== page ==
Canadian Michael Saunders is almost ready for action after tearing the meniscus in his left knee during practice in late February. After stepping on a sprinkler head while shagging balls, Saunders’ original timeline for return had him coming back at the All-Star break. Now, after conducting successful surgery, the outfielder is a week away from return, maybe even less. Saunders ran sprints and the bases yesterday, and is cleared to return to his rehab assignment for high-A Dunedin. Toronto can afford to take their time with him while Pillar continues to stake his claim as the starter in left field. The question is, what do the Blue Jays do once Saunders is back and ready for his every day job? Who loses time in the outfield? It’s a good problem to have, but one that needs to be resolved.
Here are some of the options:
1) Do what was originally intended; have Pillar and Saunders platoon in LF and keep Pompey in CF. It is probably what will be done when the time comes, but, I find this option difficult while Pillar has been generating a great amount of offense from the bottom of the line up. Hitting .282 through 10 games while scoring the second most runs with 8, behind Bautista, it will be tough to keep his bat on the bench. Kevin has also been a defensive gem so far this season. He continues to risk his body to get outs, and that’s something that Saunders may not be able to do when he returns. Pillar already threw himself into the stands on Wednesday night trying to come down with a ball in foul territory (see image). He has a knack for making highlight reel plays, and his defense was on full display as the Blue Jays opened up their first series at home against Tampa Bay. This includes his catch of the year.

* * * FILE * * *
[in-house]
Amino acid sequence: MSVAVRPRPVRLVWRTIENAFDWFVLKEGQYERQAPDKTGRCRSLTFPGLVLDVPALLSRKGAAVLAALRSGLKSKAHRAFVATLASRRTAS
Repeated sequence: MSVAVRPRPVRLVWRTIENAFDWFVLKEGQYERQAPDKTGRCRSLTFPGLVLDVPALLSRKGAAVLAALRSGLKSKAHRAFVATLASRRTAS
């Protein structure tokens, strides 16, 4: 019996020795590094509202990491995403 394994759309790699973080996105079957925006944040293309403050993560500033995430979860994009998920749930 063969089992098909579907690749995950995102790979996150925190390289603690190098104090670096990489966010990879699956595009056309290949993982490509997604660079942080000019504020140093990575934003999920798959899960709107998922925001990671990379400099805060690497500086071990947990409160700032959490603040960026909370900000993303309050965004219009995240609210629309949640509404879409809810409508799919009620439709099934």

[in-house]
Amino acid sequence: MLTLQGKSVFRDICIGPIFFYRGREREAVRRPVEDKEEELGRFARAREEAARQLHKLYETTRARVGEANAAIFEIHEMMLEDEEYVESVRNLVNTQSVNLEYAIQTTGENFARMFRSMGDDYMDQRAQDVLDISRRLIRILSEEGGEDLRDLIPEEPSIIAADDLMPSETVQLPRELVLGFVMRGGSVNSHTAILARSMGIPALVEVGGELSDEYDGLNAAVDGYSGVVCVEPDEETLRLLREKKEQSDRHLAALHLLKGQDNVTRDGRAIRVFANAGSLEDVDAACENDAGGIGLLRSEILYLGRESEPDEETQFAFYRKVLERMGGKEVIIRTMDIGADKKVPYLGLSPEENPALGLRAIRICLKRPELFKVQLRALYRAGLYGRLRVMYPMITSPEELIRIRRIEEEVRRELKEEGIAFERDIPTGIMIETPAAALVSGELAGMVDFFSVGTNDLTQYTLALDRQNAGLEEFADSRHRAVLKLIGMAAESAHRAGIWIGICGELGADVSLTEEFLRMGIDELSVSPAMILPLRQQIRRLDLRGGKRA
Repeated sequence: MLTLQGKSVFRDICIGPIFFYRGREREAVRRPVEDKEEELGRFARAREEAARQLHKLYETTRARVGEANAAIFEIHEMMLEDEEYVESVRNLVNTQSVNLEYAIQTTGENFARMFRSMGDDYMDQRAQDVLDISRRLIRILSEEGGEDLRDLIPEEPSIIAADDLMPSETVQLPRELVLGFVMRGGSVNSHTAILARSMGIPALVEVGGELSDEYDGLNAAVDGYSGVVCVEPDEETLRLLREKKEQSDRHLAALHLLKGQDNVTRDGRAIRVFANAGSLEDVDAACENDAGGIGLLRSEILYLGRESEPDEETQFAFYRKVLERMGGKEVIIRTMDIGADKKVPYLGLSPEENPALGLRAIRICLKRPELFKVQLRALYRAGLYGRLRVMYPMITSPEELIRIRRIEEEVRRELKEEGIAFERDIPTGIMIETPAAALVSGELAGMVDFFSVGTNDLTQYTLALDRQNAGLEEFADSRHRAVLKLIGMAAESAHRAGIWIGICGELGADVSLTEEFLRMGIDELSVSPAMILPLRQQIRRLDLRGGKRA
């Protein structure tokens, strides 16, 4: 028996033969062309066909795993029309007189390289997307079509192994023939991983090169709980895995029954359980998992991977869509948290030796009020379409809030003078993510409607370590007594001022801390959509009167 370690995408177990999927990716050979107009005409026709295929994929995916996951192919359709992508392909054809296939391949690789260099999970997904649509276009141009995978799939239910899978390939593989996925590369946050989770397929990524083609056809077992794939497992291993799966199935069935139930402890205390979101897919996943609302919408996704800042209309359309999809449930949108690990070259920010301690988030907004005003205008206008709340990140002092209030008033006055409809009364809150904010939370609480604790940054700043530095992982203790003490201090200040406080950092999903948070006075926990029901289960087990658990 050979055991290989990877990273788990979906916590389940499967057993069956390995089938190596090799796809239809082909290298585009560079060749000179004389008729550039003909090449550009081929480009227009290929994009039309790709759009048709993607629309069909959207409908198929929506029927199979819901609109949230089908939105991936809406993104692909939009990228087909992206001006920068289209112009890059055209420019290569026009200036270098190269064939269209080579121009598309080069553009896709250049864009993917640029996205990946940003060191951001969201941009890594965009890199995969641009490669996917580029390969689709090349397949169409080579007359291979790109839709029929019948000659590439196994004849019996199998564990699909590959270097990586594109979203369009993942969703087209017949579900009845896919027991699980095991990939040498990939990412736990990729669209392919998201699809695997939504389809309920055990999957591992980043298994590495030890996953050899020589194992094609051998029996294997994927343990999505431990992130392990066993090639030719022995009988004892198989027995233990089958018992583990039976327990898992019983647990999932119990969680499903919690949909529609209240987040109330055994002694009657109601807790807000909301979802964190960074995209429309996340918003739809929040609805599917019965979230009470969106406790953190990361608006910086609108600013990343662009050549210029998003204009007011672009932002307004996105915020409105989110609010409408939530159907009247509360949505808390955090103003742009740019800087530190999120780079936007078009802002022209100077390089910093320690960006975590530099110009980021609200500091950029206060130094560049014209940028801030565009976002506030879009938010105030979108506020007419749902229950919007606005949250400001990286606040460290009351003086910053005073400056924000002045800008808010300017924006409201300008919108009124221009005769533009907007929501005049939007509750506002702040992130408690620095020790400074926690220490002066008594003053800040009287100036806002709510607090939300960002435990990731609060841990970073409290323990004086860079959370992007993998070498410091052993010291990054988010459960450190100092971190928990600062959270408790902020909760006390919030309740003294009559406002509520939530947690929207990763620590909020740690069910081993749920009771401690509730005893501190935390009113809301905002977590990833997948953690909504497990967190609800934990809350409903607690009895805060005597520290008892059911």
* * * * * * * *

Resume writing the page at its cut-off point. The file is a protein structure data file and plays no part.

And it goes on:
Do you think Pillar wants to keep his job? This grab is superb. Pillar actually has to take his eyes off the ball to find the wall, then tracks it again while making his jump. Impressive.
2) Have Saunders rotate with Pompey in CF and keep Pillar in LF. Now, Pompey has potential to be a great player; his defense has been sound all season, but hitting the rookie in the 2 spot may be a bit too much for him to take in. Gibbons has moved him down to 8th but his offensive struggles are still apparent; hitting only for a .158 AVG and striking out 10 times through the early part of the season. Platooning him with Saunders may help Pompey and the Blue Jays in the long run.
3) Have a rotating OF, go with the “hot hand” or match-up approach. While Bautista will hold down RF, CF and LF may have a three-headed monster. There will also be rare games down the stretch where you will see all three of them playing while Bautista DH’s. Pillar has demonstrated what he can bring to the team full-time – will sacrifice his body for outs, and shows no fear at the plate when it comes to swinging the bat. The latter may come to bite Kevin down the stretch, as he has yet to earn a walk in 39 plate appearances. Pompey has shown some promise defensively, while displaying some encouraging at-bats as of late. Competition only adds fuel to the fire here as these outfielders will have to fight for playing time once Saunders returns.
Regardless of what John Gibbons chooses to do, the Blue Jays have their hands full.